United States District Court, D. Nebraska
MEMORANDUM AND ORDER
Richard G. Kopf Senior United States District Judge
filed his Complaint on September 30, 2016 (Filing No. 1).
Plaintiff was given leave to proceed in forma pauperis
(Filing No. 5). The court now conducts an initial review of
the Complaint to determine whether summary dismissal is
appropriate under 28 U.S.C. § 1915(e)(2).
SUMMARY OF COMPLAINT
construed, Plaintiff alleges he was sexually harassed by his
supervior, Ray Curtis, and received no satisfaction when he
reported the harassment to a more senior supervisor, David
Crouch. Plaintiff also alleges Crouch took no action after
Plaintiff reported that another supervisor, Geoorge Devereax,
was texting while driving Plaintiff and other employees of
WIS International to a work site. Plaintiff seeks $50, 000,
000.00 in damages.
APPLICABLE STANDARDS ON INITIAL REVIEW
court is required to review in forma pauperis complaints to
determine whether summary dismissal is appropriate.
See 28 U.S.C. § 1915(e). The court must dismiss
a complaint or any portion of it that states a frivolous or
malicious claim, that fails to state a claim upon which
relief may be granted, or that seeks monetary relief from a
defendant who is immune from such relief. 28 U.S.C. §
plaintiffs must set forth enough factual allegations to
“nudge their claims across the line from conceivable
to plausible, ” or “their complaint must be
dismissed.” Bell Atlantic Corp. v. Twombly,
550 U.S. 544, 569-70 (2007); see also Ashcroft v.
Iqbal, 556 U.S. 662, 678 (2009) (“A claim has
facial plausibility when the plaintiff pleads factual content
that allows the court to draw the reasonable inference that
the defendant is liable for the misconduct alleged.”).
essential function of a complaint under the Federal Rules of
Civil Procedure is to give the opposing party ‘fair
notice of the nature and basis or grounds for a claim, and a
general indication of the type of litigation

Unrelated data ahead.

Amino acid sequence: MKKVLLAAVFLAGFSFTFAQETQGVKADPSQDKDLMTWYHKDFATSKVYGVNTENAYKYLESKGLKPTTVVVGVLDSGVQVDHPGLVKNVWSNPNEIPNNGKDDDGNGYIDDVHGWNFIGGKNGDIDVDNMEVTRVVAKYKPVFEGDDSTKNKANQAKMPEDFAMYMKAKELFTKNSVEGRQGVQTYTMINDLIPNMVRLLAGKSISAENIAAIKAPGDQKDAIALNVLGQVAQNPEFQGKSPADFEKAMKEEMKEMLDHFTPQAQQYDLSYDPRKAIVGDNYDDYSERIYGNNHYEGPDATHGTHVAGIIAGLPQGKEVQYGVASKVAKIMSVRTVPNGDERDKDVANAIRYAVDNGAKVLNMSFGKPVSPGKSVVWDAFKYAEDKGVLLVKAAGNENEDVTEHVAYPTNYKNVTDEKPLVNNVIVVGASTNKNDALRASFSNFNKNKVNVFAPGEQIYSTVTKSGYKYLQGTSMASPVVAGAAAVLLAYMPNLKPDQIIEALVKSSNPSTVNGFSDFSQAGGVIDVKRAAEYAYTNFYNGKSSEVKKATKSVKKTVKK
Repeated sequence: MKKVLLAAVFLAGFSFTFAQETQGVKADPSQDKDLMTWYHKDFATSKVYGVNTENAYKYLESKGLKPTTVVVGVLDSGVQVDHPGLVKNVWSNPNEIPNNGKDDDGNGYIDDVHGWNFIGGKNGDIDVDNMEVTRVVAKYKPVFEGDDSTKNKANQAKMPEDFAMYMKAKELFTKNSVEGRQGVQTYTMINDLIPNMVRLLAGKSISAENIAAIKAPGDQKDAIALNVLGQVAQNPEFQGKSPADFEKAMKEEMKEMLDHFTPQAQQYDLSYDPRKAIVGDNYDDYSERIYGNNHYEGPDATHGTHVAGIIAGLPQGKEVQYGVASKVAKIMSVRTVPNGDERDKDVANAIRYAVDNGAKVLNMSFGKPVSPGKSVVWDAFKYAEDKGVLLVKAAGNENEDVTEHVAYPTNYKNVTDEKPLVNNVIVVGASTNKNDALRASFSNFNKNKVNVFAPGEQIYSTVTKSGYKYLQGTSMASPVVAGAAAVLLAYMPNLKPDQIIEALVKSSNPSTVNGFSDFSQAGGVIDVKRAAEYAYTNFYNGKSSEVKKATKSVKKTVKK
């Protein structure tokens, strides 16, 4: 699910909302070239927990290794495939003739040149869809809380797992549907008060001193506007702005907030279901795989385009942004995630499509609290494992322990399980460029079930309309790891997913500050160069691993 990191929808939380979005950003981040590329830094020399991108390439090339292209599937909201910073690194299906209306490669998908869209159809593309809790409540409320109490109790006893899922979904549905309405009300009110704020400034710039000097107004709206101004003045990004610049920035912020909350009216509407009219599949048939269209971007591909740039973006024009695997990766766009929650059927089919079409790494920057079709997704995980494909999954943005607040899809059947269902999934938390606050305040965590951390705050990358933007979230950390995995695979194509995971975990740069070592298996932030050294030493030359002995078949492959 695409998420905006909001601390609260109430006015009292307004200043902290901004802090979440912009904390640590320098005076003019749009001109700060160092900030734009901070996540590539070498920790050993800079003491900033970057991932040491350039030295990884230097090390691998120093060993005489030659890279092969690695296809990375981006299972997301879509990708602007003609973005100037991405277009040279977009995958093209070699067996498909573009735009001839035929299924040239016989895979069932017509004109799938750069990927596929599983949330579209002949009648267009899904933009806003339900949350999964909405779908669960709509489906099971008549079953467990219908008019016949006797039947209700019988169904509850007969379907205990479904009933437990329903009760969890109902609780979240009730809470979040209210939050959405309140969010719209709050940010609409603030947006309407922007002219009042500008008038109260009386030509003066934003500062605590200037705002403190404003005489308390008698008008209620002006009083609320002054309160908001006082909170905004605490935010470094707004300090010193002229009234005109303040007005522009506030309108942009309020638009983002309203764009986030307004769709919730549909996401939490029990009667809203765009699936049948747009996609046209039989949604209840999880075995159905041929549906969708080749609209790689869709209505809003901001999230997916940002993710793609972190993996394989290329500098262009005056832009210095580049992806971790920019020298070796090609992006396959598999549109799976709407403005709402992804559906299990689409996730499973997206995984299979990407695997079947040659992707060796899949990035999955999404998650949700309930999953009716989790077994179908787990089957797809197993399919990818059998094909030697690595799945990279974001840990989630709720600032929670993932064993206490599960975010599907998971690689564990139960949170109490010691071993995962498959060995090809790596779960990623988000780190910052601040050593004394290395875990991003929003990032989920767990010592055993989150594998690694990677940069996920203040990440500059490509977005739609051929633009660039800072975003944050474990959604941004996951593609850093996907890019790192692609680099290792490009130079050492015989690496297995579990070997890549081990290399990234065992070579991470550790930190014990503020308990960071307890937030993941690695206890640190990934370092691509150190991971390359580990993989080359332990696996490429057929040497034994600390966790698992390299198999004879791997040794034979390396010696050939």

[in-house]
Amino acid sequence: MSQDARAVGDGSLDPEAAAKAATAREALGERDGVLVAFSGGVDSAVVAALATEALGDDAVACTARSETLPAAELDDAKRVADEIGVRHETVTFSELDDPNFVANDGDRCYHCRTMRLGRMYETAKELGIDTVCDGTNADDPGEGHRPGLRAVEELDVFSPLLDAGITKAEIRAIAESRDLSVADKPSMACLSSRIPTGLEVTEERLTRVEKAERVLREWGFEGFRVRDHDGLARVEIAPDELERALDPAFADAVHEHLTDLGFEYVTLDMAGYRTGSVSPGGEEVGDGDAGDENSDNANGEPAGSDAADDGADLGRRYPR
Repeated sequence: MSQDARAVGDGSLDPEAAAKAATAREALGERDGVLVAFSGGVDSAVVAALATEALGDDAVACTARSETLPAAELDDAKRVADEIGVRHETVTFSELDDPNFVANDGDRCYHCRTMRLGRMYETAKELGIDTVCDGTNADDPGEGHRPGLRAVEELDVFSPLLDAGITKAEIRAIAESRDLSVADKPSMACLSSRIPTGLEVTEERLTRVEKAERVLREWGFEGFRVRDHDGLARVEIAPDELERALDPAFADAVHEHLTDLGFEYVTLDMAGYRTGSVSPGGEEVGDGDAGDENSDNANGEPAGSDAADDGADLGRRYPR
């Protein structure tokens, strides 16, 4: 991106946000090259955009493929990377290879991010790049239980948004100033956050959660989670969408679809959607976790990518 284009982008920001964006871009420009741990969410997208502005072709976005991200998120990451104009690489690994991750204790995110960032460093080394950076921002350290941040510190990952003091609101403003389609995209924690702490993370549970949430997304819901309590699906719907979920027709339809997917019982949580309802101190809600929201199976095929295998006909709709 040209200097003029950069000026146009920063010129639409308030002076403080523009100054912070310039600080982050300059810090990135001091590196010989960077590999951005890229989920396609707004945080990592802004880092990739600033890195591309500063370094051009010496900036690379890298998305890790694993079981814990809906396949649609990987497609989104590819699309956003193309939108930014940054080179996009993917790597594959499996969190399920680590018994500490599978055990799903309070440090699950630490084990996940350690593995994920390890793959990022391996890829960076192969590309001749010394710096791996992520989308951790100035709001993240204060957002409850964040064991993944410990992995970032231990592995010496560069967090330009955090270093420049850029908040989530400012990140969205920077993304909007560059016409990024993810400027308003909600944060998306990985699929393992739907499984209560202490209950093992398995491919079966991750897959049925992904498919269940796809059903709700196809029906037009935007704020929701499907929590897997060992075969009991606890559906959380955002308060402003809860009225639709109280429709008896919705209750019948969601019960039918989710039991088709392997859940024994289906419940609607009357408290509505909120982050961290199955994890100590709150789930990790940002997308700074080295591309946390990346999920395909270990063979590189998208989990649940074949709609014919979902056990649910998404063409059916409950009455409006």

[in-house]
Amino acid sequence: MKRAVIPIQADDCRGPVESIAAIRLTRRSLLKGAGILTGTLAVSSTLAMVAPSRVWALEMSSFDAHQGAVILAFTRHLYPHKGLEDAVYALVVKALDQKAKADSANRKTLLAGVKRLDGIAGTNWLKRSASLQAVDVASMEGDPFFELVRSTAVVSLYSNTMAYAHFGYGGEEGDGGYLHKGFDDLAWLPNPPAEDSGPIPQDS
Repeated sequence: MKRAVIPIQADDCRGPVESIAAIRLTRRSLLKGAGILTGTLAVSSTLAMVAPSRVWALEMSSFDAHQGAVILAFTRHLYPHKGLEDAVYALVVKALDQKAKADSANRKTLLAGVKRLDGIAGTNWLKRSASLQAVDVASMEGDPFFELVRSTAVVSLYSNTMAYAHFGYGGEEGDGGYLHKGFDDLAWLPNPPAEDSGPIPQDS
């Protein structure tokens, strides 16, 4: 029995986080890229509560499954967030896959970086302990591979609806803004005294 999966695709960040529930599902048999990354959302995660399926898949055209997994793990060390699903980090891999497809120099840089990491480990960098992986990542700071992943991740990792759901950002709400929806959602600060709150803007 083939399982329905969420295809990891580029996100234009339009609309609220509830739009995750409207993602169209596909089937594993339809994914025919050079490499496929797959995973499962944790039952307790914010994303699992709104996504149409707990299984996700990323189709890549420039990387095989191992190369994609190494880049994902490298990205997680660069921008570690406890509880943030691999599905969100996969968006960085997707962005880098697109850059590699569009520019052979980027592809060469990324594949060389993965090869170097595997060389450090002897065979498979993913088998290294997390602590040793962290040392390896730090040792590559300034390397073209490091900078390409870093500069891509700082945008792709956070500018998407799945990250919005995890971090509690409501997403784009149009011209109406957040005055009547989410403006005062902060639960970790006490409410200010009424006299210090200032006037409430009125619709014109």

involved.'” Topchian v. JPMorgan Chase Bank,
N.A., 760 F.3d 843, 848 (8th Cir. 2014) (quoting
Hopkins v. Saunders, 199 F.3d 968, 973 (8th Cir.
1999)). However, “[a] pro se complaint must be
liberally construed, and pro se litigants are held to a
lesser pleading standard than other parties.”
Topchian, 760 F.3d at 849 (internal quotation marks
and citations omitted).
DISCUSSION OF CLAIMS
court is not convinced it has subject-matter jurisdiction
over this action. Plaintiff alleges subject-matter
jurisdiction exists pursuant to 28 U.S.C. § 1332,
commonly referred to as “diversity of
citizenship” jurisdiction. Under section 1332, the
citizenship of each plaintiff must be different from the
citizenship of each defendant. Ryan v. Schneider
Nat'l. Carriers, Inc., 263 F.3d 816, 819 (8th Cir.
2001). In addition, the amount in controversy must be greater
than $75, 000.00. 28 U.S.C. § 1332(a). Where a complaint
“alleges a sufficient amount in controversy to
establish diversity jurisdiction, but . . . the court
questions whether the amount alleged is legitimate, the party
invoking federal jurisdiction must prove the requisite amount
by a preponderance of the evidence.” Missouri v.
Western Surety Company, 51 F.3d 170, 173 (8th Cir.
the allegations of the complaint do not show that
Plaintiff's citizenship is different from that of each of
the named Defendants. Also, while Plaintiff seeks to recover
$50 million in damages, the court questions whether the
amount in controversy is over $75, 000.00. Plaintiff does not
claim that he suffered any adverse employment action, but
merely alleges in general terms that he feels harassed,
unsafe, discriminated against, and humiliated. The court
therefore will require Plaintiff to file an amended complaint
alleging the State citizenship of himself and each Defendant,
and also to make a showing by a preponderance of the evidence
that the amount in controversy is greater than $75, 000.00.
the court were to construe Plaintiff's complaint as
asserting a claim of sexual harassment under Title VII the
Civil Rights Act of 1964, the complaint would be deficient.
Prior to filing a suit in federal court under Title VII, a
plaintiff is required to exhaust his or her administrative
remedies by first seeking relief through the EEOC or the
Nebraska Equal Opportunity Commission (“NEOC”).
42 U.S.C. § 2000e-5. The EEOC/NEOC will then
investigate the charge and determine whether to file suit on
behalf of the charging party or make a determination of no
reasonable cause. If the EEOC/NEOC determines that there is
no reasonable cause, the agency will then issue the charging
party a right-to-sue notice. 42 U.S.C. § 2000e-5(b);
see also Hanenburg v. Principal Mut. Life Ins. Co.,
118 F.3d 570, 573 (8th Cir. 1997). Plaintiff did not attach a
right-to-sue letter to his complaint and there is no evidence
that he sought relief from the EEOC or NEOC.
THEREFORE ORDERED that:
1. Plaintiff has until November 18, 2016, to file an amended
complaint alleging sufficient facts to establish that the
court has diversity of citizenship jurisdiction. In
particular, Plaintiff must allege his State ...